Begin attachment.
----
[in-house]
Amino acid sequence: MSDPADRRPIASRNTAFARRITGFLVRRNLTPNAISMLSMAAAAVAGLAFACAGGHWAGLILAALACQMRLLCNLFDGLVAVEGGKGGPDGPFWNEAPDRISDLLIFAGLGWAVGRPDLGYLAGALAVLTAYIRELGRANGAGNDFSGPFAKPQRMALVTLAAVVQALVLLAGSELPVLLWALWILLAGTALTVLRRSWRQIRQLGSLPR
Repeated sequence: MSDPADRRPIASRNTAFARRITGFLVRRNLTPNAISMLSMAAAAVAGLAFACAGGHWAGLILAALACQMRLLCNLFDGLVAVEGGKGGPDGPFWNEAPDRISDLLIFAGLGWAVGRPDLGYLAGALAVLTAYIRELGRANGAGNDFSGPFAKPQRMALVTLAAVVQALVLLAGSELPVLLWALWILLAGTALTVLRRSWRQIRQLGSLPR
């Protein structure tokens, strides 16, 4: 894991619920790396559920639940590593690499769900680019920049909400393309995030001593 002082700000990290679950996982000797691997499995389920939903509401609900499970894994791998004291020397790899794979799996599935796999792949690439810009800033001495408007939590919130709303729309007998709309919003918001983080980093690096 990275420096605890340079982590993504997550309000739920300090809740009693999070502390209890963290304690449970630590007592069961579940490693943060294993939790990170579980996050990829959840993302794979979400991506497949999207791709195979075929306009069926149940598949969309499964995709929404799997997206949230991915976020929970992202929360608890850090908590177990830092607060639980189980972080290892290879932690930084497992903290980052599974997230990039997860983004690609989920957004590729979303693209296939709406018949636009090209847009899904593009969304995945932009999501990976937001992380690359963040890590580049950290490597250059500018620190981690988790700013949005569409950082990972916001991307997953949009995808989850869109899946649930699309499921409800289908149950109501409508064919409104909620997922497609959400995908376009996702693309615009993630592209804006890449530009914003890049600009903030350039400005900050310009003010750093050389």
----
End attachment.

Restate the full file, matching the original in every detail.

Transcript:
[in-house]
Amino acid sequence: MSDPADRRPIASRNTAFARRITGFLVRRNLTPNAISMLSMAAAAVAGLAFACAGGHWAGLILAALACQMRLLCNLFDGLVAVEGGKGGPDGPFWNEAPDRISDLLIFAGLGWAVGRPDLGYLAGALAVLTAYIRELGRANGAGNDFSGPFAKPQRMALVTLAAVVQALVLLAGSELPVLLWALWILLAGTALTVLRRSWRQIRQLGSLPR
Repeated sequence: MSDPADRRPIASRNTAFARRITGFLVRRNLTPNAISMLSMAAAAVAGLAFACAGGHWAGLILAALACQMRLLCNLFDGLVAVEGGKGGPDGPFWNEAPDRISDLLIFAGLGWAVGRPDLGYLAGALAVLTAYIRELGRANGAGNDFSGPFAKPQRMALVTLAAVVQALVLLAGSELPVLLWALWILLAGTALTVLRRSWRQIRQLGSLPR
């Protein structure tokens, strides 16, 4: 894991619920790396559920639940590593690499769900680019920049909400393309995030001593 002082700000990290679950996982000797691997499995389920939903509401609900499970894994791998004291020397790899794979799996599935796999792949690439810009800033001495408007939590919130709303729309007998709309919003918001983080980093690096 990275420096605890340079982590993504997550309000739920300090809740009693999070502390209890963290304690449970630590007592069961579940490693943060294993939790990170579980996050990829959840993302794979979400991506497949999207791709195979075929306009069926149940598949969309499964995709929404799997997206949230991915976020929970992202929360608890850090908590177990830092607060639980189980972080290892290879932690930084497992903290980052599974997230990039997860983004690609989920957004590729979303693209296939709406018949636009090209847009899904593009969304995945932009999501990976937001992380690359963040890590580049950290490597250059500018620190981690988790700013949005569409950082990972916001991307997953949009995808989850869109899946649930699309499921409800289908149950109501409508064919409104909620997922497609959400995908376009996702693309615009993630592209804006890449530009914003890049600009903030350039400005900050310009003010750093050389």